He was so incredibly happy that he forgot the rest of his eloquently prepared speech and immediately knelt in front of her. He dug the small box out of his coat pocket and opened it, displaying the sparkling ring inside. "Elizabeth, will you marry me?" he asked in a quavering voice.
She stared open mouthed at the ring in the box and then into Billy's eager face. Her eyes filled with tears and her lips spread into a joyous smile. She leaned forward and wrapped her arms around his neck. "Yes, Billy, yes," she said, pulling him close. Leaning back she looked at him with shining eyes and said, "Yes, I'll marry you."
With shaking hands, Billy slid the ring onto her slim finger. He had asked the jeweler to make it small and it fit her perfectly. He sat beside her on the couch and taking her glowing face in his hands he gently kissed her. He looked down at the ring on her finger and smiled. He then jumped up and yelled, "She said yes!"
Virginia and Mrs. Robbins rushed into the room to congratulate them. Her mother hugged her as Elizabeth asked, "You knew? How did you know?"
"Billy spoke with your father yesterday and he told me."
"Are you happy Mother?"
"Yes, dear. I couldn't be more thrilled."
"When will the wedding be?" Virginia asked excitedly.
"Oh I don't know. Soon," Elizabeth said uncertainly.
"How about twelfth night?" her mother suggested. "That's close enough without being too close."
Staring into Billy's eyes, Elizabeth said, "That sounds perfect."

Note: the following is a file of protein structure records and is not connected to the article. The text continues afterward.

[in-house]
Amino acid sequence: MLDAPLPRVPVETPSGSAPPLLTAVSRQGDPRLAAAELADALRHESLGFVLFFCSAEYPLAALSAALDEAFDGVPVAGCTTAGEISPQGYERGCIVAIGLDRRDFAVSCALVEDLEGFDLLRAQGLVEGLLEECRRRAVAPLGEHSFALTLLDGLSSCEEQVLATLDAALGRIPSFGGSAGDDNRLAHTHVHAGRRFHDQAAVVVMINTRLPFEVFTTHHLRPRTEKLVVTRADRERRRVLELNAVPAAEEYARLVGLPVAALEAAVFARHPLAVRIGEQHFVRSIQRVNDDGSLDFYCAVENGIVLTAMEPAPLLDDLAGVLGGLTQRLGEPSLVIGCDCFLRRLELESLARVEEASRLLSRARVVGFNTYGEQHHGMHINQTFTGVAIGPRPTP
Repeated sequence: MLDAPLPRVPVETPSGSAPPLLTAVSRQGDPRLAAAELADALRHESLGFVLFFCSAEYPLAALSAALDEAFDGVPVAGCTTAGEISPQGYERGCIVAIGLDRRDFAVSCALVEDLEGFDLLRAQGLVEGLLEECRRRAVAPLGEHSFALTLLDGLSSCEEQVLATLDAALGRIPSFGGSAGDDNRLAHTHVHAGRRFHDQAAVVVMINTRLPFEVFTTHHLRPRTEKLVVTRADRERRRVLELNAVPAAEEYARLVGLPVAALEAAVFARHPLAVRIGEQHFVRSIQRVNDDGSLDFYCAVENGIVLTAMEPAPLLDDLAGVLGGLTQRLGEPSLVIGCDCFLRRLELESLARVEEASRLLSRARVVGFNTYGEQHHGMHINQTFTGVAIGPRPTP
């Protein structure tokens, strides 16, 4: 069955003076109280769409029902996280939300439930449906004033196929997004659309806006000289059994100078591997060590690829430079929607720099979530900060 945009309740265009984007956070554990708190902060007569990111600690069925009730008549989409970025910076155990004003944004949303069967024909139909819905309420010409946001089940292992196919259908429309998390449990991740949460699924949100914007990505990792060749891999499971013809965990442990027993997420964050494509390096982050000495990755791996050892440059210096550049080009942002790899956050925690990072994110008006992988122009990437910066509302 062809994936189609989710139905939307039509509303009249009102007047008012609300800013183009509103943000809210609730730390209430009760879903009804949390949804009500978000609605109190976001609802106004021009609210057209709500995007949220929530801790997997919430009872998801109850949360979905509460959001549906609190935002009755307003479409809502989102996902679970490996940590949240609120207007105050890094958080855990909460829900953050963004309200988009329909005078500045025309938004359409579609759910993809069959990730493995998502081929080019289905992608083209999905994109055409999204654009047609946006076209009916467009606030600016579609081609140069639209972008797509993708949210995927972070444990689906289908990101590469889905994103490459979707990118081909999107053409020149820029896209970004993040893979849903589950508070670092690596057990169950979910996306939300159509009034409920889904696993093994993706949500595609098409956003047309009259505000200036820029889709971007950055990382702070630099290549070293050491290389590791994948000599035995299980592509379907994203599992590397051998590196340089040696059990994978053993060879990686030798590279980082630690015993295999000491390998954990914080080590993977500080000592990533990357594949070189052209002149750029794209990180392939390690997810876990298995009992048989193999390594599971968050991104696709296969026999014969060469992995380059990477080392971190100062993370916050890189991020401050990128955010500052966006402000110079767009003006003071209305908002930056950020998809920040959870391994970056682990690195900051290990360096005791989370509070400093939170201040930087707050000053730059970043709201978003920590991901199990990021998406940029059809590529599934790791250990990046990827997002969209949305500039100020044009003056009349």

The next few weeks passed in a whirl for Virginia. She was already busy planning the Christmas Ball, as well as trying to make herself some dresses and now there was also a wedding to plan. She had set her ball for New Year's Eve and was consulting a calendar when a cold thrill suddenly shot through her. She stared at the calendar without seeing it. Drake will be back any day now she thought. What would she do if she saw him? How would she react? How should she react? Should she rush into his arms and forgive him or should she be cool and distant? She sat down on a couch and thought about it. I'll be pleasant and polite, she thought and then base my words and actions on how he behaves. Satisfied with her decision she resumed her task.
Later that day, Billy found her in the library checking the guest list. "Have many people responded to the invitation?"
"Yes, I've received almost all of the responses and everyone so far has said they will attend!"
"We're supposed to go pick up the carriage today," he reminded her.
"Oh yes, I almost forgot! How exciting! We'll go right away, let me get my cloak."
Thomas had been happy to loan them a carriage while theirs was being made. Billy had liked sitting up front and driving. It was much more comfortable than the cart and warmer too. Thomas had also agreed to help them bring the new carriage home, so they stopped at his home to pick him up. He, of course, brought his driver with him so Billy was able to join the couple in the cab.
"I guess I'll need to look into hiring a driver soon. Now that you'll soon be married Billy, you won't be available to drive me into town whenever I need to go. I actually may need to hire a number of servants to help me since you plan to live in the out building."